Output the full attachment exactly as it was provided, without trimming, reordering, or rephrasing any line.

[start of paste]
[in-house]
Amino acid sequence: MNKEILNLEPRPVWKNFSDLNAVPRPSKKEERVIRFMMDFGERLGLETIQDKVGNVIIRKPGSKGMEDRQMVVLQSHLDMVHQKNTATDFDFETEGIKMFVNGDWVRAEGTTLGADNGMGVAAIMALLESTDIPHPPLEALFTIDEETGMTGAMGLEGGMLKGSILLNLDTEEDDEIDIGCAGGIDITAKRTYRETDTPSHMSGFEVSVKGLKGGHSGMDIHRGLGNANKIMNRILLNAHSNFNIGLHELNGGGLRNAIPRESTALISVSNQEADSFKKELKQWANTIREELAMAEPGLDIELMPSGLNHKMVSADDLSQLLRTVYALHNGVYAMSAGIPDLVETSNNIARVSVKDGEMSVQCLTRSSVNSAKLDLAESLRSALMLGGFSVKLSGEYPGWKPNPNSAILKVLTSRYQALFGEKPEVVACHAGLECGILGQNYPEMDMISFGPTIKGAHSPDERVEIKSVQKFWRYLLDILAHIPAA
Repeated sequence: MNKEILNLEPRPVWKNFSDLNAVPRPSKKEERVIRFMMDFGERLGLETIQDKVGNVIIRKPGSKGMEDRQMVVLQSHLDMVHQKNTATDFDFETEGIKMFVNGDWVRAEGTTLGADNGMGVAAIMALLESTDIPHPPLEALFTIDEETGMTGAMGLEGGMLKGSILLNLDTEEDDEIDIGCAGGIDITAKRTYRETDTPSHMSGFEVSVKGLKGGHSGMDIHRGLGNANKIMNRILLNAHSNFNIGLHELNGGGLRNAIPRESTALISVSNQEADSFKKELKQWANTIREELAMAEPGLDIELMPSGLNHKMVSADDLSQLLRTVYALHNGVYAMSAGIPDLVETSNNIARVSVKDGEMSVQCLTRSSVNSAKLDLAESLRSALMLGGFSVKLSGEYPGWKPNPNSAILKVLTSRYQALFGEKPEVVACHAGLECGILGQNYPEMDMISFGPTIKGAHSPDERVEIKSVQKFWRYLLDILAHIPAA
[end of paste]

[in-house]
Amino acid sequence: MNKEILNLEPRPVWKNFSDLNAVPRPSKKEERVIRFMMDFGERLGLETIQDKVGNVIIRKPGSKGMEDRQMVVLQSHLDMVHQKNTATDFDFETEGIKMFVNGDWVRAEGTTLGADNGMGVAAIMALLESTDIPHPPLEALFTIDEETGMTGAMGLEGGMLKGSILLNLDTEEDDEIDIGCAGGIDITAKRTYRETDTPSHMSGFEVSVKGLKGGHSGMDIHRGLGNANKIMNRILLNAHSNFNIGLHELNGGGLRNAIPRESTALISVSNQEADSFKKELKQWANTIREELAMAEPGLDIELMPSGLNHKMVSADDLSQLLRTVYALHNGVYAMSAGIPDLVETSNNIARVSVKDGEMSVQCLTRSSVNSAKLDLAESLRSALMLGGFSVKLSGEYPGWKPNPNSAILKVLTSRYQALFGEKPEVVACHAGLECGILGQNYPEMDMISFGPTIKGAHSPDERVEIKSVQKFWRYLLDILAHIPAA
Repeated sequence: MNKEILNLEPRPVWKNFSDLNAVPRPSKKEERVIRFMMDFGERLGLETIQDKVGNVIIRKPGSKGMEDRQMVVLQSHLDMVHQKNTATDFDFETEGIKMFVNGDWVRAEGTTLGADNGMGVAAIMALLESTDIPHPPLEALFTIDEETGMTGAMGLEGGMLKGSILLNLDTEEDDEIDIGCAGGIDITAKRTYRETDTPSHMSGFEVSVKGLKGGHSGMDIHRGLGNANKIMNRILLNAHSNFNIGLHELNGGGLRNAIPRESTALISVSNQEADSFKKELKQWANTIREELAMAEPGLDIELMPSGLNHKMVSADDLSQLLRTVYALHNGVYAMSAGIPDLVETSNNIARVSVKDGEMSVQCLTRSSVNSAKLDLAESLRSALMLGGFSVKLSGEYPGWKPNPNSAILKVLTSRYQALFGEKPEVVACHAGLECGILGQNYPEMDMISFGPTIKGAHSPDERVEIKSVQKFWRYLLDILAHIPAA